gcd 0 0 = 0

Marc van Dongen dongen@cs.ucc.ie
Sun, 16 Dec 2001 13:35:59 +0000

Marc van Dongen (dongen@cs.ucc.ie) wrote:

:   An integer $a$ divides integer $b$ if there exists an integer
:   $c$ such that $a c= b$.


:  gcd 0 0 = 0; and
:  gcd 0 0 /= error "Blah"

To make clear why $0$ (and not any other non-zero integer) is the
gcd of $0$ and $0$ I should have added that for the integer case
$g$ is called a greatest common divisor (gcd) of $a$ and $b$ if it
satifies each of the following two properties:

 1) $g$ divides both $a$ and $b$;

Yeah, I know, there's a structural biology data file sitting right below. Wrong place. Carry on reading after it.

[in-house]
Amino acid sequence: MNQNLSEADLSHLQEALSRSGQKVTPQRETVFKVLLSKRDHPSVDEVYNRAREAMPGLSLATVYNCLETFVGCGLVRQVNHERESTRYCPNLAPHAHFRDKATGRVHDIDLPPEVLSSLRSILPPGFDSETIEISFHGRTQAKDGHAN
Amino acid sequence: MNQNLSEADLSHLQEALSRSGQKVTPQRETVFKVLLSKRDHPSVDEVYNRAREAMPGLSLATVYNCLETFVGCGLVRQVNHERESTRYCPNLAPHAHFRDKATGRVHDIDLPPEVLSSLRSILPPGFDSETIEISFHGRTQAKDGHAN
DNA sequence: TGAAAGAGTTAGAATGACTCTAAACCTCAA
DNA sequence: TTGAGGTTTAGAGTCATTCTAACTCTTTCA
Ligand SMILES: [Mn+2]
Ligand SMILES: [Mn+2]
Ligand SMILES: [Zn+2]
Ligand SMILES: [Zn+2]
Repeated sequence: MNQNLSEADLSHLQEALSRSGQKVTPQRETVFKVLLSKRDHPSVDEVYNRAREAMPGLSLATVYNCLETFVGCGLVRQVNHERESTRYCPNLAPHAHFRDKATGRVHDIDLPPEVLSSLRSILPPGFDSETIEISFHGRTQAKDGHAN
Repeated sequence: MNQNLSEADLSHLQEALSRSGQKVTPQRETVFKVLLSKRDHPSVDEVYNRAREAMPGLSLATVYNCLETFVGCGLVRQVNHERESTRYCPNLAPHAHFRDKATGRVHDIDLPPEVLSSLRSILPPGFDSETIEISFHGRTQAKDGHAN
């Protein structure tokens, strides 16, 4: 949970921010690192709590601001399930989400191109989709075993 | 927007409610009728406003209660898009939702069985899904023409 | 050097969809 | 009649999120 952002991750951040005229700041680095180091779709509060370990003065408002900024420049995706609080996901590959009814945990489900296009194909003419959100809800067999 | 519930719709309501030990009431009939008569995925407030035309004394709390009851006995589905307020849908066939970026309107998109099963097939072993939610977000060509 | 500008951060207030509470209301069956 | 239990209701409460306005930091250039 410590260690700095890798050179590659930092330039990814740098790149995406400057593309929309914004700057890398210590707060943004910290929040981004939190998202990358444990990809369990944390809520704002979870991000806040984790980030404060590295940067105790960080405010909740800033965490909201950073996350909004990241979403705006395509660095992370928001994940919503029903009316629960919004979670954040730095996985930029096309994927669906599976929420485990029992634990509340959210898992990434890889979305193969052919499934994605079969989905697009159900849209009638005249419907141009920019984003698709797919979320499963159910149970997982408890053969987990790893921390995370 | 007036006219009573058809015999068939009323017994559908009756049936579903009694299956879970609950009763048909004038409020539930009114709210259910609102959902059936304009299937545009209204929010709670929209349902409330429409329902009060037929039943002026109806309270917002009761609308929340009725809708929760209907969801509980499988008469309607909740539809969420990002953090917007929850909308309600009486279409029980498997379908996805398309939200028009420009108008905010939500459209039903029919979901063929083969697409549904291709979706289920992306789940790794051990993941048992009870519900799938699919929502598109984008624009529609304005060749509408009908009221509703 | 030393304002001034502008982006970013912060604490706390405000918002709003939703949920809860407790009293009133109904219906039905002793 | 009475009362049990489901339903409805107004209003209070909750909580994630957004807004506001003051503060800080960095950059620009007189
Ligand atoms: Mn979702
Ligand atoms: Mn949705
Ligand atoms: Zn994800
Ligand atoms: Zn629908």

2) if $g'$ is a common divisor of $a$ and $b$ then $g'$ divides $g$.

First notice that $0$ is a gcd of $0$ and $0$ because of the following:
 *) $0$ divides $0$ (and divides $0$);
 *) whenever $g'$ is an integer that divides $0$ and divides $0$
    then $g'$ divides $0$.

Next notice that if $g$ is any non-zero integer then $g$ cannot be
a gcd of $0$ and $0$ because $0$ (a common divisor of $0$ and $0$)
does not divide $g$.

Finally, observe that this makes $0$ the unique gcd of $0$ and $0$.

: The gcd of two integers is usually defined as a non-negative
: number to make it unique.


Marc van Dongen